The toolbar buttons provided by Google also provide a `client' input with `googlet' value which seems to do nothing (I tried both ways). I left it in, guessing that they might be collecting statistics of toolbar button usage, and the Jargon version probably should be included.

The JavaScript buttons dissected

These are simple extensions of the buttons provided by Google, at the sofistication level of a script kiddie (select the previous 2 words and press the Lucky Jargoogle button, see meaning 2 :-). The description provides my understanding of the code, as I [want to] know nothing about JavaScript. You might be better off just reading the code in the page source - the same holds for the above explanations about CGI.

The buttons are links whose URL begins with `javascript:'. It is followed by the javascript code, on one line, URL encoded and without spaces. I have removed URL encoding, added spacing and indentation here so that you can read it. Ignore the indentation style if you dislike it.

The first thing that is done is to try to get the selection to simplify search of a jargon term appearing on some web site. This is (of course) not portable accross browsers, especially contsidering that we have to check for the selection in every frame:

q = document.getSelection();
for(i = 0; i < frames.length; i++) {
   q = frames[i].document.getSelection();
q = (document.frames.length ? '' : document.selection.createRange().text);
for(i = 0; i < document.frames.length; i++)
   q = document.frames[i].document.selection.createRange().text;
   if(q != '')

The second thing to do is to prompt for the search string if no selection was found. This code could be portable if the check was - I haven't tried to make it the same on both browsers (lazyness...) but if it's a real difference it might result from the above Netscape code giving 0 or null vs. the MSIE code giving an empty string if no selection is found. The string split for readability by me:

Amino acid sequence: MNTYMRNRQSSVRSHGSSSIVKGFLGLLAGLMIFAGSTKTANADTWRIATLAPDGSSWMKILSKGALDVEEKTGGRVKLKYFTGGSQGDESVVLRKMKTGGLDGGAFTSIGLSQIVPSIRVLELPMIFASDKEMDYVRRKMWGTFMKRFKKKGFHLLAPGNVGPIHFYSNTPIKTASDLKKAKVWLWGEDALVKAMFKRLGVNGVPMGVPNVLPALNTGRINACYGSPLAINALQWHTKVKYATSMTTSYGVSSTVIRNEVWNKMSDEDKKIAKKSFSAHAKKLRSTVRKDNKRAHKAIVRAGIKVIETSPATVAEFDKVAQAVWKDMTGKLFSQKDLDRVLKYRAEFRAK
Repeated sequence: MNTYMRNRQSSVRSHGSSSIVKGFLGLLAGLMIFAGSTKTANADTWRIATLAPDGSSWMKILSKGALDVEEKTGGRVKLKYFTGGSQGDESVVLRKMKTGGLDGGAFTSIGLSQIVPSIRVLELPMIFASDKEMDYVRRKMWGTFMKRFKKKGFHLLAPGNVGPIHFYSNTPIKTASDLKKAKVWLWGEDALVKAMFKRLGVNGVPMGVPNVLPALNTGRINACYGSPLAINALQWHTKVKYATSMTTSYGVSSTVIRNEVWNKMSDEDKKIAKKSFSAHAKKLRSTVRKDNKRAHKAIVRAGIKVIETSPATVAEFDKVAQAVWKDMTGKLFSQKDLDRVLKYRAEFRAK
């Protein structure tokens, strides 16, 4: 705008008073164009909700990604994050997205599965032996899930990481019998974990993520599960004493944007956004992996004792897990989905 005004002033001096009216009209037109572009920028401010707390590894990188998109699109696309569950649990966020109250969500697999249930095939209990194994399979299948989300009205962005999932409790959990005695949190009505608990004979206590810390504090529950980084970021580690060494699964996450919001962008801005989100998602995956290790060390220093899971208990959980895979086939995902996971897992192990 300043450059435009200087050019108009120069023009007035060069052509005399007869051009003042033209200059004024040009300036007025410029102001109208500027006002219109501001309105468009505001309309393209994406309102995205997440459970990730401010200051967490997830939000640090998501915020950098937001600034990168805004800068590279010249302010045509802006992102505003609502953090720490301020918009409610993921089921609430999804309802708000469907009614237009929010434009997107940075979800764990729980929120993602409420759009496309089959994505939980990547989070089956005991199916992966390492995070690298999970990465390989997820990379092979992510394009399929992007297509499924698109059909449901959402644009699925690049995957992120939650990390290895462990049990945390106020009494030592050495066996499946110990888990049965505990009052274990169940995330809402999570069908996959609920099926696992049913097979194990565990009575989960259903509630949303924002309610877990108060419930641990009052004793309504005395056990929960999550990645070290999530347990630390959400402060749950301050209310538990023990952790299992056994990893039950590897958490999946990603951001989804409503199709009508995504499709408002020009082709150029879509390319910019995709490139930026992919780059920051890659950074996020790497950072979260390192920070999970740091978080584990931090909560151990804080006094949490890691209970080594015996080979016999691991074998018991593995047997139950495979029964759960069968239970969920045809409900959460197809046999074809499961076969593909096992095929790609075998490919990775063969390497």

void(q = prompt('Enter text to search using Google. You can also highlight ' +
                   'a word on this web page before clicking Google Search.', ''));
if(q == '')
   void(q = prompt('Enter text to search using Google. You can also highlight ' +
                   'a word on this web page before clicking Google Search.', ''));

The last thing left to do is to create the URL unless "Cancel" was pressed. (Loading seems to be automagically triggered by the change of the current location). At least this is portable. Even the check is, probably because prompt() returns 0 or null if "Cancel" is pressed in both browsers.

   location.href = 'http://www.google.com/search?client=googlet&q=' +
                   escape(q) +

Of course no closing semicolon is needed as this is the last statement. It's known that all C-inspired languages use Pascal syntax ;-).

If you want to have an "I'm feeling lucky" search, just add the `btnI' input:

   location.href = 'http://www.google.com/search?client=googlet&btnI=Im+Feeling+Lucky&q=' +
                   escape(q) +

Now you just have to combine these together.

The "research" was performed and documented in this page by Beni Cherniavsky. Please email with any corrections/improvements you have.